by Stephen Smith

November 1, 2011

from Thunderbolts Website



Venus has been known by several names across the ages, invoking both passion and terror.




An image of the Aztec (Nahuatl) deity, Quetzalcoatl

another version of Venus.

Sculpture from the Temple of Quetzalcoatl at Teotihuacan city.



Venus has been known by several names across the ages, invoking both passion and terror.

Since 1962, 22 different missions have been sent to the planet Venus. Beginning with Mariner 2, which flew by the planet, and ending with Venus Express, Venus has had the largest number of targeted missions, other than those to the Moon.



Venus (above video) has been the inspiration for extreme human emotions in the past.


Mythological tales from all over the world describe the planet Venus as a goddess, possessing both a beautiful and a terrifying aspect. Venus has been called “creator” and “destroyer” over the ages, leading several Electric Universe associates to books and videos about the influences it has had on past civilizations.

One of the most important points in Electric Universe theory is that our Sun and Solar System are in a state of dynamic equilibrium.


At some point in the recent past, Venus, Earth, Mars, and probably most other rocky bodies, experienced an increase in their electric fields, as well as in their magnetospheres.


Many of them either extended plasma tails of such length and strength that they engulfed other planets and moons, or they entered unstable orbits that brought them into dangerous proximity to each other. Perhaps both situations existed.

Whether it was due to the Sun’s electrical output causing plasma discharges among its family of celestial bodies, the adoption of a new primary, or the entry of a foreign object into the Solar System, some influence created scars in the form of craters and rilles that provide forensic evidence pointing to a cosmic catastrophe.

image 1


image 2


Venus exhibits many signs (image 1) of that recent catastrophe:

  • filamentary cracks (image 2) that extend for hundreds of kilometers

  • giant formations called “coronae” (image 3) that are accompanied by massive fracture zones, branching out like carved lightning bolts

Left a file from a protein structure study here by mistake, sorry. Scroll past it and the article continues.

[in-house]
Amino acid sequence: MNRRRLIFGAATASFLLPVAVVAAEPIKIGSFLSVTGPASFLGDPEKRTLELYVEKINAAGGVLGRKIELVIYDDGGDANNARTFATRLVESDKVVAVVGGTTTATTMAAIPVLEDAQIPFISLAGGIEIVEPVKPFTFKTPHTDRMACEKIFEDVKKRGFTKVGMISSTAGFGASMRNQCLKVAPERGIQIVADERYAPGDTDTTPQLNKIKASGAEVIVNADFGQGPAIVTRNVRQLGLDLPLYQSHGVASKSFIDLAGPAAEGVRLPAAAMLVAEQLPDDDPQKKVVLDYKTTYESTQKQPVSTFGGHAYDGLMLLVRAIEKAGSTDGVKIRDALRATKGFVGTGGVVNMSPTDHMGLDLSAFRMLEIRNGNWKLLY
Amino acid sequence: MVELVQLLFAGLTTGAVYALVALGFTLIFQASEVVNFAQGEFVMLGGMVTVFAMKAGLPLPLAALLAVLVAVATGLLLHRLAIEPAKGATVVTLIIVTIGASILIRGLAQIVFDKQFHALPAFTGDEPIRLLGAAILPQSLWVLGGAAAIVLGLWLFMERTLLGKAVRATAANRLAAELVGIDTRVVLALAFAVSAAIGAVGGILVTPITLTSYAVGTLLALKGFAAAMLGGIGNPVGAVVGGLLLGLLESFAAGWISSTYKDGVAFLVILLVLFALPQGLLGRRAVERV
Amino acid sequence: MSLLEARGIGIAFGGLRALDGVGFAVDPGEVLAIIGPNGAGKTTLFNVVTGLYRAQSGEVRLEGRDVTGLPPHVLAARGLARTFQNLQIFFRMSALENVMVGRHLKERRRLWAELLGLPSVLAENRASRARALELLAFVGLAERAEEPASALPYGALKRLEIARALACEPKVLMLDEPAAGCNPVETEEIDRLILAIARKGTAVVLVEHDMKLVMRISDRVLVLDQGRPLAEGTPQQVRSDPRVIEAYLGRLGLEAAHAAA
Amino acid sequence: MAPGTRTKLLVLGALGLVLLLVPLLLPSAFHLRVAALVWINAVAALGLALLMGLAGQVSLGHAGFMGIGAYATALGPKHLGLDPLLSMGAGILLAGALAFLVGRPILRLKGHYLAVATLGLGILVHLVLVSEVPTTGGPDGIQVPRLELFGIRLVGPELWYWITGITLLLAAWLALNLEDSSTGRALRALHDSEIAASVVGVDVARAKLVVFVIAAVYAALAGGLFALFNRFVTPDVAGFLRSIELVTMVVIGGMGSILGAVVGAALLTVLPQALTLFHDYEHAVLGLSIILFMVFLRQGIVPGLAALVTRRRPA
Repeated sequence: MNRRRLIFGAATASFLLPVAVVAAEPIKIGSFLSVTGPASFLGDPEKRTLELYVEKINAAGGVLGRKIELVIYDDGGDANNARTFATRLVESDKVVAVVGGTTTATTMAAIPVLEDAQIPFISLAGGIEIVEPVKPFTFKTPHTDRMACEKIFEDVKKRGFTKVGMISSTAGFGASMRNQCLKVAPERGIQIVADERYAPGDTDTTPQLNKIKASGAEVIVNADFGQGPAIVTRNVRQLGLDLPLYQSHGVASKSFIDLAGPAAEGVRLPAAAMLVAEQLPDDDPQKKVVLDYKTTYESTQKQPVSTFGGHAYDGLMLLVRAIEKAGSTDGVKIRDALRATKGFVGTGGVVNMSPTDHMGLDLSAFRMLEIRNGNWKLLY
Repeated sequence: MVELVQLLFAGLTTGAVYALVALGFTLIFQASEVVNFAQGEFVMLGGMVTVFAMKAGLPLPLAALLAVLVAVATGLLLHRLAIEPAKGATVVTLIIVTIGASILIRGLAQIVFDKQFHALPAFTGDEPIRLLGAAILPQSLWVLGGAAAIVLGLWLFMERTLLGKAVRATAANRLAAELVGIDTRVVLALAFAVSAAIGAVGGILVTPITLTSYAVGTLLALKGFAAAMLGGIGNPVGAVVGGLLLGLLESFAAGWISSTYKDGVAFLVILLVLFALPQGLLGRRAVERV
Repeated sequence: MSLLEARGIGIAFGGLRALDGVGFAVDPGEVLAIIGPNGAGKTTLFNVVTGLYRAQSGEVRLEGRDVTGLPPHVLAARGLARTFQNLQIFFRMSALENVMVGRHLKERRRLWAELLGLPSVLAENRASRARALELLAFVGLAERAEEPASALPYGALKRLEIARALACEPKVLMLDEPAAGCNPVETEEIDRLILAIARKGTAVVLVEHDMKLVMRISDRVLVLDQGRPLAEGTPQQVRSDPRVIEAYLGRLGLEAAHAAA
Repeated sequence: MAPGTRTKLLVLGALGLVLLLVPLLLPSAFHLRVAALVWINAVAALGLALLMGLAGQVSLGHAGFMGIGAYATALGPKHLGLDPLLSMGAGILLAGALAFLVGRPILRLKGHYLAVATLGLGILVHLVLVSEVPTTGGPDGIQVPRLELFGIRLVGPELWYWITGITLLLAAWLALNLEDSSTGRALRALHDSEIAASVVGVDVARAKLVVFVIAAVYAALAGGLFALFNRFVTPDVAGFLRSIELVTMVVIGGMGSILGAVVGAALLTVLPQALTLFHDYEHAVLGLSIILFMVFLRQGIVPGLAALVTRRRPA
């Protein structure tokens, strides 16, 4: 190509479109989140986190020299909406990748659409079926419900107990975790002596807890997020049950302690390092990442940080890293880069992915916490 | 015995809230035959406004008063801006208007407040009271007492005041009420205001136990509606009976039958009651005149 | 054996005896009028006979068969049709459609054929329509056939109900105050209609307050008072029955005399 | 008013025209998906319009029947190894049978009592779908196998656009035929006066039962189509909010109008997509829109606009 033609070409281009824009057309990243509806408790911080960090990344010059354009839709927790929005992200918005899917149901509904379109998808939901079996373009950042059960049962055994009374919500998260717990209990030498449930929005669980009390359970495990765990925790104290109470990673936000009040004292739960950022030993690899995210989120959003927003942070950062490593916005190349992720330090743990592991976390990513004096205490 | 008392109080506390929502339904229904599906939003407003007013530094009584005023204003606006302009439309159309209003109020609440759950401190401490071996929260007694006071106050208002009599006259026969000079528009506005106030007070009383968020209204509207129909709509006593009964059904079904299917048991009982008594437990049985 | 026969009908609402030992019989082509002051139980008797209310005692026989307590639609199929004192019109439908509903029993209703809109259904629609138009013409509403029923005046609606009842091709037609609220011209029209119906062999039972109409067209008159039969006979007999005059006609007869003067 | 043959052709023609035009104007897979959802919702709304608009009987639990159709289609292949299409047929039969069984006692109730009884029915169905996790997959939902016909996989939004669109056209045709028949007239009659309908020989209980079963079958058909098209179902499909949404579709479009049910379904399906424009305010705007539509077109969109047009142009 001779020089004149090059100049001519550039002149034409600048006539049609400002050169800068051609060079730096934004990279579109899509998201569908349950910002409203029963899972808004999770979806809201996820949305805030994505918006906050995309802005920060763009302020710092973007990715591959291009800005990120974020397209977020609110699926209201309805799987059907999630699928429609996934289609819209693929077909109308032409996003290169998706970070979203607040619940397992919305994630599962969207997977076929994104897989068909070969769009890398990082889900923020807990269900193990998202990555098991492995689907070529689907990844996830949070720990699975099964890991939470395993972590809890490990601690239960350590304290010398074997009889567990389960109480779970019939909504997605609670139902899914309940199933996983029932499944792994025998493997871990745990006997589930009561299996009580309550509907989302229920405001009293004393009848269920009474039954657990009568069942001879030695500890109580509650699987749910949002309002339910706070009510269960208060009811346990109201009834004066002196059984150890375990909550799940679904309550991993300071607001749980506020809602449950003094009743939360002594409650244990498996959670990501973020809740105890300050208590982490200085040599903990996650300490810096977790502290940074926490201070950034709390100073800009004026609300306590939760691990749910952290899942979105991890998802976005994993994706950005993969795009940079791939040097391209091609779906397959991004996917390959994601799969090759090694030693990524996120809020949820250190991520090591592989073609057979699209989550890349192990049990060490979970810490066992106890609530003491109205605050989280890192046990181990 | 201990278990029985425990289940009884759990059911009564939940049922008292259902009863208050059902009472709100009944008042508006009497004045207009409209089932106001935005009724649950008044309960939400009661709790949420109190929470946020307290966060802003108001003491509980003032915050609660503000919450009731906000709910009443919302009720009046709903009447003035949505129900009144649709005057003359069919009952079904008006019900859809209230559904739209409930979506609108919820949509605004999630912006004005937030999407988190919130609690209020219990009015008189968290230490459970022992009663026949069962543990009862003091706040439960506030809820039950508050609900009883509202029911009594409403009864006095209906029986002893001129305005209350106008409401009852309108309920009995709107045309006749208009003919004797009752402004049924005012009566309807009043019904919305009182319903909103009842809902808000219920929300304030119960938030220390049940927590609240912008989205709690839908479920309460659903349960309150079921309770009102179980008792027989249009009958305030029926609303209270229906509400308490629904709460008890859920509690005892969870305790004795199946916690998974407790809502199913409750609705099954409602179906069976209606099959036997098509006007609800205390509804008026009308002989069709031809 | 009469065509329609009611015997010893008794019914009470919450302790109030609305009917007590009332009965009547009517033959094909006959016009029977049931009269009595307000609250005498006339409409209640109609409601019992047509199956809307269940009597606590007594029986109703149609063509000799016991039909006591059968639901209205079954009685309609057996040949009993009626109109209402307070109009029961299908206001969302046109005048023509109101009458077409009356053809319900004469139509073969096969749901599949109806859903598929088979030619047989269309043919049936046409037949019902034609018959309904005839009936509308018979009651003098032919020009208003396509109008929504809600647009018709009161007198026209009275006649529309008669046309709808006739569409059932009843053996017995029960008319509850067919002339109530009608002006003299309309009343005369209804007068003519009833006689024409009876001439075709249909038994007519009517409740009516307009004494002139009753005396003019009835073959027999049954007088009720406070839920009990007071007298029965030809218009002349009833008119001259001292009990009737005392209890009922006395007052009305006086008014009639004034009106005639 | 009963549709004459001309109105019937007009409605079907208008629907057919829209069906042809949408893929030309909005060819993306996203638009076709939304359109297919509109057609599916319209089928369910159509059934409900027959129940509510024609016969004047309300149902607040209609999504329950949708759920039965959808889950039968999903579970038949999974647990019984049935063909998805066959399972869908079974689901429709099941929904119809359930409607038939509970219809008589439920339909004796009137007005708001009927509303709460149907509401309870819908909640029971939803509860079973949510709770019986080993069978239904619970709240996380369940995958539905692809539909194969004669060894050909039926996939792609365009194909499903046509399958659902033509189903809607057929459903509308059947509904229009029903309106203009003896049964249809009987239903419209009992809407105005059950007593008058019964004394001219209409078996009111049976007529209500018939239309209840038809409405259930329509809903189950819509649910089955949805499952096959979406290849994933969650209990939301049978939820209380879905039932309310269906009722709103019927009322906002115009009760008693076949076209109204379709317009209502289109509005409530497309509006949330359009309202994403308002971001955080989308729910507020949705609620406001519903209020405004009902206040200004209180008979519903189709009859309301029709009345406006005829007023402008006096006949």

• vast caldera (image 4 - mistakenly referred to as “pancake domes”), with upraised rims and glassified, crazed interiors

image 3


Image 4


In past Picture of the Day articles, various features that are common to electric discharge events were itemized:

  • craters with wide, flat floors and steep sidewalls that are often terraced

  • sinuous channels, or canyons, with vertical side walls, scalloped edges, no outflow debris, and flat bottoms

  • mesas (below video) with forty-five degree “shoulders,” and escarpments that are often etched with parallel, vertical grooves

  • dual-ridge faults with no sign of strike-slip and sometimes with other faults cutting across them at ninety degrees





All of those structures are seen on Venus.

Theories of how Venus was formed and how its surface was blasted and abraded must include the ways that electricity behaves in various circumstances. In the high density atmosphere of Venus, electric arcs will carve out topography similar to that found elsewhere in the Solar System, but it will bear unique attributes.


For example, highly energetic discharges will leave deeply entrenched formations (image 5), as well as swirling structures called “arachnoids” that bear a resemblance to “spiders” (image 6) found on Mars, but are far larger and more pronounced.

image 5


image 6


Realizing that all the planets and moons we have explored are probably marked by catastrophic events from a recent past will guide our research toward a more appropriate understanding of why they exhibit such conventionally odd morphology.